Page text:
“I experienced nothing but love in Pakistan,” says Amardeep Singh, author of the photo-illustrated travelogue “Lost Heritage – The Sikh Legacy In Pakistan”, published in January 2016 (Himalayan Books).
He is also grateful to the Pakistan government for granting him a non-police reporting, 30-day, countrywide visa that enabled him to travel around the country with no restrictions.
Boston was the last leg of his hectic 10-day US-tour. He is now headed to the UK, where he has five speaking engagements — in London, Leicester and Birmingham — between June 22-26th, 2016.
Singh makes it a point of only speaking at events entirely organised by local community members who take care of his travel and stay. His US visit was made possible by a grant from Boston-based tech entrepreneur Dr Amar Sawhney, who also hosted Singh at his own home. Dr Sawhney’s mother, who was also present, is a Partition-survivor, born in what became Pakistan after 1947.
The Boston event was organised by friends from the local South Asian community — Umang Kumar, Hardeep Mann and Jaspal Singh. My role in the event was that I had connected Singh to them following our email correspondence. They managed to find the perfect venue — a book-lined room in the Encuentro 5 (e5), a collaborative project and space for progressive movement-building downtown, run by Massachusetts Global Action (MGA) and TecsChange: Technology for Social Change.
He urged audience members to make the trip and experience the country and people for themselves, beyond religious pilgrimages and organised tours. He himself is eager to return to Pakistan – this time, with his book.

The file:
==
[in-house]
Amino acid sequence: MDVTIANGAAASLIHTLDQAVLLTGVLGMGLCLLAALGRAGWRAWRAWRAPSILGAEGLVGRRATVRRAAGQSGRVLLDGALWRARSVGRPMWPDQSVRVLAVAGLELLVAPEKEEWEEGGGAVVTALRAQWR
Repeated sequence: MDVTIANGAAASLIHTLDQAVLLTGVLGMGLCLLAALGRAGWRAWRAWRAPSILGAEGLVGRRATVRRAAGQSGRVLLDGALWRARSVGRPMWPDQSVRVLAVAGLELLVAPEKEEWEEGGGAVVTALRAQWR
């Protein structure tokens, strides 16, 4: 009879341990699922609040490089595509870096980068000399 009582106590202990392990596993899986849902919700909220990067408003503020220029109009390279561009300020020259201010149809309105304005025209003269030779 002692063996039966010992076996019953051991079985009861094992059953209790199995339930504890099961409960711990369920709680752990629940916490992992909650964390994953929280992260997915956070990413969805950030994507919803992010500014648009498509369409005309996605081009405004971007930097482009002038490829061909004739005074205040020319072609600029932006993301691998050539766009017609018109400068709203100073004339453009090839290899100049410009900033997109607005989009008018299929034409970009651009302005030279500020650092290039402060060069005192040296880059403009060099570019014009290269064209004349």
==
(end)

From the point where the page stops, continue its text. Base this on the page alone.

Born in Gorakhpur, India in 1966, Singh is a Singapore-based former banker who has also lived and worked in Hong Kong. His own trip to Pakistan proved transformative, catalysing him to leave his 25-year career in the corporate world – most recently as head of revenue management at American Express credit cards in the Asia Pacific region — to pursue his passion for photography, travel and heritage.
Since the book’s publication, he has given over 40 presentations on his “labour of love” in various cities around India, besides Toronto, Sydney, Melbourne, Perth, Delhi, Kuala Lumpur, Singapore and Bradford.
After his upcoming UK tour, Singh will return to Singapore, then head to India for a well-deserved holiday with his family.
His motivation in traveling to Pakistan was initially to explore his father’s watan (homeland) and re-connect with his family’s past but he ended up making much wider and deeper connections beyond that.
He said he felt his month-long journey across Punjab, Khyber Pakhtunkhwa and Pakistan-administered Kashmir was driven by “an invisible force” that led to the weighty, 504-page coffee-table volume.
For details on the project, visit Singh’s website.